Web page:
Sep 29, 2008 01:36 PM #7
Rainmaker
391,394
Debbie Malone
Londeree's Real Estate & Property Management - Lynchburg, VA
From Lynchburg To The Lake (434) 546-0369

Pam, this is an excellent post- I've had more people ask what the average new construction price per sf was and you can't give one answer, too many variables.

Sep 29, 2008 03:08 PM #8
Rainmaker
231,069
Pam Jank
Coldwell Banker Schneidmiller Realty - Coeur d'Alene, ID
Your Coeur d'Alene & North Idaho Real Estate Pro

Debbie, I know, that is why I was motivated to do this post.  Buyer's don't really understand the value differences of home styles and amenities/upgrades.  I was hoping this could shed just a tiny bit of light on it!

Sep 29, 2008 10:34 PM #9
Anonymous
Anonymous
Anonymous

Great information. It reminds me, though, to remind my Clients to update their insurance policies for the start of the fire season, rain season, and mudslide season. Policies don't automatically adjust for inflation. A quick call to your insurance agent can help prevent heartbreaks and financial disaster if significant damage happens to your home.

Oct 02, 2008 02:36 AM #10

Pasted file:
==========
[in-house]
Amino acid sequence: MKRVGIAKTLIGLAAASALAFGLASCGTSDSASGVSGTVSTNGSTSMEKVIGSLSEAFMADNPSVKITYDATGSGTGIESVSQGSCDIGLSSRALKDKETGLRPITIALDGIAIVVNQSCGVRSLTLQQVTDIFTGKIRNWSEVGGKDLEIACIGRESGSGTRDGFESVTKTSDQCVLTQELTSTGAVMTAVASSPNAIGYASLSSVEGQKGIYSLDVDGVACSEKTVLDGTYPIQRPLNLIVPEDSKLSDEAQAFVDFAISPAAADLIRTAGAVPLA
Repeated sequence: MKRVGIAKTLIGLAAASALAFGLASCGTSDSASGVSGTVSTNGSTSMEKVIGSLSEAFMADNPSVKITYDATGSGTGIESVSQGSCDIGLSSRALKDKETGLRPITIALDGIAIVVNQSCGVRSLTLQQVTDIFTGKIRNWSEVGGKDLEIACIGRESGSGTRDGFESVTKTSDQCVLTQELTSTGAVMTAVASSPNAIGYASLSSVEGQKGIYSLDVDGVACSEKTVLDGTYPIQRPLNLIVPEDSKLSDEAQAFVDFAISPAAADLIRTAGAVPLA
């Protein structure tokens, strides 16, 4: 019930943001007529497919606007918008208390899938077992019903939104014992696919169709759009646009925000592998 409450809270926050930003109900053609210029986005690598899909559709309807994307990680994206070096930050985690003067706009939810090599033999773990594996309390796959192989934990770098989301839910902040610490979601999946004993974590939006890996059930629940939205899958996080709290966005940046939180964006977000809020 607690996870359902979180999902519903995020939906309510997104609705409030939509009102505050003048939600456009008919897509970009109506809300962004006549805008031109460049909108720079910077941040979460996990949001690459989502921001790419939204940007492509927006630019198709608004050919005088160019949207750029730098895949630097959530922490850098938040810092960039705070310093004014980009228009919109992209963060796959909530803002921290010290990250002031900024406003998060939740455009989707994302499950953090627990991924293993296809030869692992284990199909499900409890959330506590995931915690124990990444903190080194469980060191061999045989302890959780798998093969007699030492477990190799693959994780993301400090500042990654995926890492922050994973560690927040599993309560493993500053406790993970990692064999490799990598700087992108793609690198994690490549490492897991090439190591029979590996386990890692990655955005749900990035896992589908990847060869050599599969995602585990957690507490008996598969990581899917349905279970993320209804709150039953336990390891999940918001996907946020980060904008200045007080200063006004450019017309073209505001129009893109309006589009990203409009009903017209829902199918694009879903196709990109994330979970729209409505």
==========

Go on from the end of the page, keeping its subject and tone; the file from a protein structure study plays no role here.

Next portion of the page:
Rainmaker
231,069
Pam Jank
Coldwell Banker Schneidmiller Realty - Coeur d'Alene, ID
Your Coeur d'Alene & North Idaho Real Estate Pro

Russel, this is one of the reasons we love you so much... you always have a great tip, how to, or poignant story for us. Thanks!

We are all still looking forward to that MeMe from you.....

Oct 02, 2008 10:28 AM #11
Rainer
4,849
Tim Jank
Jank & Associates - Coeur d'Alene, ID

Pam, Great information even if you are trying to find out why certain styles of existing homes cost more than others.  Those are some great looking homes.  Do you know the builder?  He must be really good looking.

Oct 05, 2008 05:19 AM #12
Rainer
2,952
Ted Ewing
Simmons Built - Calimesa, CA

Pam, Thanks for putting this together.  This should help both Realtors and home buyers understand why there are different costs /prices for different types of homes.

Oct 05, 2008 12:15 PM #13
Rainmaker
231,069
Pam Jank
Coldwell Banker Schneidmiller Realty - Coeur d'Alene, ID
Your Coeur d'Alene & North Idaho Real Estate Pro

As building material costs change... so do the "Costs to Build"  Also, when a market is "Slow" addititional savings can be made due to the reduced "Labor" costs.